I am not a fireman nor do I have any Firematic experience. What I will bring to the commission is the experience I have earned from running a construction company in New York City for more than 40 years. I started as a carpenter with a tool belt and now have more than 30 full-time employees and a successful and stable business. My experience with budgets, planning, balance sheets, insurance and negotiations is an expertise that is necessary to help the Garrison Fire District rationalize its operations.
During my 20 years as a volunteer fireman, I served in many roles, including lieutenant, captain, second assistant chief and chief on two separate occasions of the Garrison Volunteer Fire Company. I have served on the company’s board of directors for two years, including a term as vice president. I am also a six-year member of the Garrison Volunteer Ambulance Corps, serving on its board for the past two years.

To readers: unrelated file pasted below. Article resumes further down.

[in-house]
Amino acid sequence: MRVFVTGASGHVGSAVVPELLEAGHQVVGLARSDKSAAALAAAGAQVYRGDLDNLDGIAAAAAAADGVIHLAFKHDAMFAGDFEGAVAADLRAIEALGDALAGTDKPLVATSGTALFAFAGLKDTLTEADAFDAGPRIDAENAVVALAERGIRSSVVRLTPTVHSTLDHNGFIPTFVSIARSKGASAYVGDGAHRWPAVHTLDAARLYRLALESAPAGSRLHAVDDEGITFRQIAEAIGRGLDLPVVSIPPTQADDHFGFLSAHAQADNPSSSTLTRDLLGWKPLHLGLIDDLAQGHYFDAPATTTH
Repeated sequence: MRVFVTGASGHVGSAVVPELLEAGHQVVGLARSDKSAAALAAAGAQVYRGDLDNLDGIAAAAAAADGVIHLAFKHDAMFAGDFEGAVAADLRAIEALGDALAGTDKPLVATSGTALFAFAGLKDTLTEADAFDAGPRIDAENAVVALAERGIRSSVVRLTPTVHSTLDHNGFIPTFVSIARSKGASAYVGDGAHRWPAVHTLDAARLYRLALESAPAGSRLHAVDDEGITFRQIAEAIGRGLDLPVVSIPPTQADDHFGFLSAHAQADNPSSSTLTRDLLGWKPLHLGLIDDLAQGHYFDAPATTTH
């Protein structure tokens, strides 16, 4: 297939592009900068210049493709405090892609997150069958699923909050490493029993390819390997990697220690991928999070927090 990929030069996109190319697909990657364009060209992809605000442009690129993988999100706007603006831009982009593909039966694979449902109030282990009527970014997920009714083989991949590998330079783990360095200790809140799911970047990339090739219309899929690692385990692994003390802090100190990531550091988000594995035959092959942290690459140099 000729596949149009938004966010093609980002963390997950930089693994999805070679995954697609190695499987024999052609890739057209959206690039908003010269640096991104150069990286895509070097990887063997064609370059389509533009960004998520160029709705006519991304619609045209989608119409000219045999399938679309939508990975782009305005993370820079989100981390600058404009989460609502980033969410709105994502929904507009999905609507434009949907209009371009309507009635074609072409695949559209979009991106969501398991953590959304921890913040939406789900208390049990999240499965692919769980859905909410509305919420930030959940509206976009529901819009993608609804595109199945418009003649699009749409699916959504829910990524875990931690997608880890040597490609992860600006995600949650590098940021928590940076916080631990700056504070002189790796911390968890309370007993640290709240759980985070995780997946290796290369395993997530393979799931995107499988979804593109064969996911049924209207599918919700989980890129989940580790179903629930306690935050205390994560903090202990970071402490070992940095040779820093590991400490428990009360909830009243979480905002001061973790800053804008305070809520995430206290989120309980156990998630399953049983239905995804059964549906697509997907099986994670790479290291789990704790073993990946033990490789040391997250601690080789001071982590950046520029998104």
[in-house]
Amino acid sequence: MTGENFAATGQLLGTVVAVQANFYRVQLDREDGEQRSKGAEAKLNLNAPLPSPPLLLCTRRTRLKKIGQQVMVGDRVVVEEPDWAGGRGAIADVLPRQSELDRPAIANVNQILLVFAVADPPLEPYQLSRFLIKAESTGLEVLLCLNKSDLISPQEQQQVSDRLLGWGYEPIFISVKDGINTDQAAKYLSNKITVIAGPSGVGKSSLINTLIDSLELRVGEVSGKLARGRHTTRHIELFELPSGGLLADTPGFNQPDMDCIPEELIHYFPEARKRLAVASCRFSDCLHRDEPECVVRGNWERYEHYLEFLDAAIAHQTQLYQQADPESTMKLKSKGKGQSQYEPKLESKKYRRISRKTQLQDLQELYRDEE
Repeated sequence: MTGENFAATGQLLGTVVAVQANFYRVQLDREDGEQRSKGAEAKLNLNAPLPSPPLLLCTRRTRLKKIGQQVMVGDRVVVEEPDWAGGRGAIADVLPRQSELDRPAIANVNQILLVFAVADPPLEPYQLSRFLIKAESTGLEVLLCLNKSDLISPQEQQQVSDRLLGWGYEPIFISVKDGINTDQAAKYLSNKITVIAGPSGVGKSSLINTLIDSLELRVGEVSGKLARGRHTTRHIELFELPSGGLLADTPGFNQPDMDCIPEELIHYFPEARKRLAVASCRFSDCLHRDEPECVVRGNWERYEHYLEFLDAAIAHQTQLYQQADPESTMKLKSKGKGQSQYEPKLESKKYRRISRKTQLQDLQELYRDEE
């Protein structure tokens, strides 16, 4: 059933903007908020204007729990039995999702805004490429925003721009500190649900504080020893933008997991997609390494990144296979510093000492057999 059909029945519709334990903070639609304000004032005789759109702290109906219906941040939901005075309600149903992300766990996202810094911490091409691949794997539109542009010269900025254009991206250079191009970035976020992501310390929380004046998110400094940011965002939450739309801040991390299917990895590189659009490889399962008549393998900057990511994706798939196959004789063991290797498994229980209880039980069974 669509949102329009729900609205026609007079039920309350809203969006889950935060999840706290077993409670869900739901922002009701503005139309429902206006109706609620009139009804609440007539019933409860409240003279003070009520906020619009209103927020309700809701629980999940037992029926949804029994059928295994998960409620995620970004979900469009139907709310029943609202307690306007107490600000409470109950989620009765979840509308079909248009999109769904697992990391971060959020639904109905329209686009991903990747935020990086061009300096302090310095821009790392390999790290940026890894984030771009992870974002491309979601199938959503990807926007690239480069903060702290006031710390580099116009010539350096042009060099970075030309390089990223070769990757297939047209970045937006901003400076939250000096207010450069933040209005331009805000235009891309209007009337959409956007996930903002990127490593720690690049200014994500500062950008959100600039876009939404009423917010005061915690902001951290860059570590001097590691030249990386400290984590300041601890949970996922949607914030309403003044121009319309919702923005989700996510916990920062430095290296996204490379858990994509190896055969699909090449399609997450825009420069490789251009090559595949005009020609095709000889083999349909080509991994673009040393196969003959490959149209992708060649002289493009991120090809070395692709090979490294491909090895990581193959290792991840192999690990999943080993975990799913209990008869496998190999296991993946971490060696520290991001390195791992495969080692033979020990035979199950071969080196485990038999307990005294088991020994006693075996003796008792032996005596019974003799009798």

What is your view of the 2017 budget?
In 2010 the Garrison Fire Budget was $742,115. It was cut in 2011 to $585,771. The company was asked to use up capital reserves to assist the town with funds it needed in other areas. It was told it would be restored, but the tax cap was put in place and the company was unable to restore the budget the following year.
This new budget will allow the fire district to get back on track with capital expenditures needed. Some of these include a generator for Station 1 so the engine can respond to emergencies during power outages, updated fire protection gear and equipment for the safety of firefighters and the community. It also includes added expenditures for becoming a district, $24,000 for salaries, $24,000 for rent, workers’ compensation and the $40,000 in reserve funds. My fire tax will only go up an additional $140 in 2017 with this current increase in the budget.
The budget increase is about $166,000, with over three-fourths of that being used for the formation of the district and infrastructure. I believe our tax rate will go from $1.60 to $2.07 per $1,000 of assessed value. The North Highland Fire District is more than $2.50 per $1,000 and the Continental Village Fire Department is $ 1.97 per $1,000 in 2016. The Garrison Fire District is the biggest in Philipstown and we have two firehouses.